Punishing the long-term unemployed will not eliminate their need for food, shelter and clothing. Nor will it create the jobs they need to make ends meet.
Indeed, it’s not surprising that more than five years after the start of the greatest economic downturn since the Great Depression of the 1930s that some people, through no fault of their own, cannot find work.
Congress has reauthorized the extended unemployment benefits program 11 times since the recession began in 2007.
While there has been some modest improvement in the overall economy, there still are three job applicants for every job opening, meaning that there aren’t enough jobs available for the 11 million Americans who are actively seeking work.
As a result, 37 percent of all unemployed Americans have been out of work for more than six months. As Sen. Bernie Sanders, I-Vt., has noted, unemployment insurance kept 2.5 million Americans, including 600,000 children, out of poverty in 2012.
However, as of Dec. 28 more than 1 million jobless workers saw their benefits expire -- including 20,000 recent military veterans -- and another 1.9 million will lose their unemployment benefits over the first half of 2014. The reason is that Republicans in Congress are now reluctant to continue these benefits, though this is a relatively new position.
As President Barack Obama said on Tuesday, extending these benefits has "been done regardless of whether Democrats or Republicans were in the White House.
Vermont has a low unemployment rate compared to most other states, "yet many Vermonters continue to look for secure work as we pull out of the worst recession in history," said Gov. Peter Shumlin. Not only does the long-term unemployment program help those without jobs, it also helps to inject revenue into local economies, which saves and creates critically needed jobs throughout the economy.
This economic impact is striking. According to a release from Sanders, unless the benefits are restored and job hunters receive disposable income, the economy is expected to lose more than 200,000 jobs this year, per the Congressional Budget Office. Each dollar spent on unemployment insurance benefits generates $1.55 in economic recovery.
Though the Senate took a modest step forward to restoring these benefits on Tuesday by voting to allow consideration of restoration to continue, the prospects for restoration are not bright.
Republican opposition has ranged from the desire that more spending on the benefits be offset by cuts elsewhere in the budget and concerns that such benefits create a culture of dependency among the unemployed.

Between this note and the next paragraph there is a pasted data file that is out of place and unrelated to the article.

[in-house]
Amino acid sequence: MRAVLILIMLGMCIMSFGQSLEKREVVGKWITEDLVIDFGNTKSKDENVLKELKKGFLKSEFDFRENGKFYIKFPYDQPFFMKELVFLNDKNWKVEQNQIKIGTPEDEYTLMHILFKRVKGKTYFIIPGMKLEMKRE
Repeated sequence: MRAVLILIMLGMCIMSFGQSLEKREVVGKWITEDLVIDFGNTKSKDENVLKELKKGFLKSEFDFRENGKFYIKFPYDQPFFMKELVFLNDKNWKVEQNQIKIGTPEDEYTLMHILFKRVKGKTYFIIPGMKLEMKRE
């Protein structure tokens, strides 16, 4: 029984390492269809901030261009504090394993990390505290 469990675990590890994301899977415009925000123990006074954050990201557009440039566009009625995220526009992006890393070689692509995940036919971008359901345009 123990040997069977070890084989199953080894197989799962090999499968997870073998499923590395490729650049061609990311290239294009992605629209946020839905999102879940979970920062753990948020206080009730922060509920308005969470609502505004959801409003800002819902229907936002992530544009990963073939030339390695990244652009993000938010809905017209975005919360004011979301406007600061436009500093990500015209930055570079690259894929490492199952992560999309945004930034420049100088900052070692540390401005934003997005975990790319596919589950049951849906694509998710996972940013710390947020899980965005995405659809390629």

If it survives the Senate, the extension will likely face its toughest hurdle in the Republican-controlled House of Representatives.
President Obama on Tuesday ridiculed the idea that American would prefer to get government checks rather than have a job.
"I’ve heard the argument that says extending unemployment insurance will somehow hurt the unemployed because it saps their motivation to get a new job," he said.
"That really sells the American people short."
Having met many people in his political career, "I can’t name a time where I met an American who would rather have an unemployment check than the pride of having a job," the president said. "They may be an older worker, may have to get retrained. It’s hard. Sometimes employers will discriminate if you’ve been out of work for a while. They decide, well, we’re not sure we want to hire you; we’d rather hire somebody who’s still working right now. So it’s hard out there."
One ironic aspect of the GOP position on unemployment benefits is that it will, as noted above, lead to more unemployment. Another irony is that some Republicans are calling for the president and Democrats in Congress to create jobs instead of extend benefits. Yet, proposals to put people to work through necessary but neglected infrastructure projects or even government sponsored jobs programs hiring people to do such things as assist in schools and public works inevitably go nowhere through Republican opposition.
Now is not the time to turn our backs on the long-term unemployed.
Now is not the time to cut off their economic lifeline and impose the burden of supporting them on already stressed private charities.
If we don’t want to continue paying our unemployed friends and neighbors benefits, then let’s create jobs for them doing many of the undone tasks that need to be done to keep America great.
~ Mark E. Rondeau